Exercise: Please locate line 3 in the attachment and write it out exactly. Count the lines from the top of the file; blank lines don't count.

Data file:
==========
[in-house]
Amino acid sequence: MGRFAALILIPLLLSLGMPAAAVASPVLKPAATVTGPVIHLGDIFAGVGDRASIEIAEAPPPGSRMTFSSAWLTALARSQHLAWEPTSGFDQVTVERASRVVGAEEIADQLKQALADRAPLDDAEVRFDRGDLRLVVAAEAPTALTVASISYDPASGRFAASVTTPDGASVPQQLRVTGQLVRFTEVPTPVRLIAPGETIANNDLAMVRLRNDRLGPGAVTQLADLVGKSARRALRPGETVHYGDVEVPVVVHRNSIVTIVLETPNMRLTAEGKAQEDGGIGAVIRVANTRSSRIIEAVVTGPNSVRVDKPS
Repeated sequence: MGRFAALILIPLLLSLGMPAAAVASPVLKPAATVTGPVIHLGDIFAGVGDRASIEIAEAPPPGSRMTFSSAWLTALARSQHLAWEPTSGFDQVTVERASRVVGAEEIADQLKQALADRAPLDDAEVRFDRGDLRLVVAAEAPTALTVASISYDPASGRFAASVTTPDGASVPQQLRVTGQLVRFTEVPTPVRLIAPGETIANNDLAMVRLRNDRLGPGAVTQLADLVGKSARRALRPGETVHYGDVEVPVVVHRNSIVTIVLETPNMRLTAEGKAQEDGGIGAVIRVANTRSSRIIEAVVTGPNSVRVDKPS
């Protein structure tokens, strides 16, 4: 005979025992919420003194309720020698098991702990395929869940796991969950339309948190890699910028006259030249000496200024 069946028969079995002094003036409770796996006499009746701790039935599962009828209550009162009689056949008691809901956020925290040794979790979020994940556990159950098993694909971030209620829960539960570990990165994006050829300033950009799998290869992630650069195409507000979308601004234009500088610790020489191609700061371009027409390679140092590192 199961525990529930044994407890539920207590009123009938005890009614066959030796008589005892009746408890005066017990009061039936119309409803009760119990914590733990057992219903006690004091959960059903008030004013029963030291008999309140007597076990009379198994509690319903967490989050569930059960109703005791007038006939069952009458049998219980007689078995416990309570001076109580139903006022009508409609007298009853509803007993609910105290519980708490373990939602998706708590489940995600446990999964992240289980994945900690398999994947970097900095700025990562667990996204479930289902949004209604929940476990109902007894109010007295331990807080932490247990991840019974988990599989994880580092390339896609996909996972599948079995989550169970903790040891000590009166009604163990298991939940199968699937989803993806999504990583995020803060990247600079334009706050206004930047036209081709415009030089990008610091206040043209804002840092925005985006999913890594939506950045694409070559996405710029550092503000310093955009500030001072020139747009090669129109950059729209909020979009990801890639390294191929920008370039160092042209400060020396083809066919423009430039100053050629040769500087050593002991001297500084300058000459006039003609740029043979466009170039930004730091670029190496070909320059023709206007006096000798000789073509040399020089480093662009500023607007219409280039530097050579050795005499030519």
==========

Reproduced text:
Repeated sequence: MGRFAALILIPLLLSLGMPAAAVASPVLKPAATVTGPVIHLGDIFAGVGDRASIEIAEAPPPGSRMTFSSAWLTALARSQHLAWEPTSGFDQVTVERASRVVGAEEIADQLKQALADRAPLDDAEVRFDRGDLRLVVAAEAPTALTVASISYDPASGRFAASVTTPDGASVPQQLRVTGQLVRFTEVPTPVRLIAPGETIANNDLAMVRLRNDRLGPGAVTQLADLVGKSARRALRPGETVHYGDVEVPVVVHRNSIVTIVLETPNMRLTAEGKAQEDGGIGAVIRVANTRSSRIIEAVVTGPNSVRVDKPS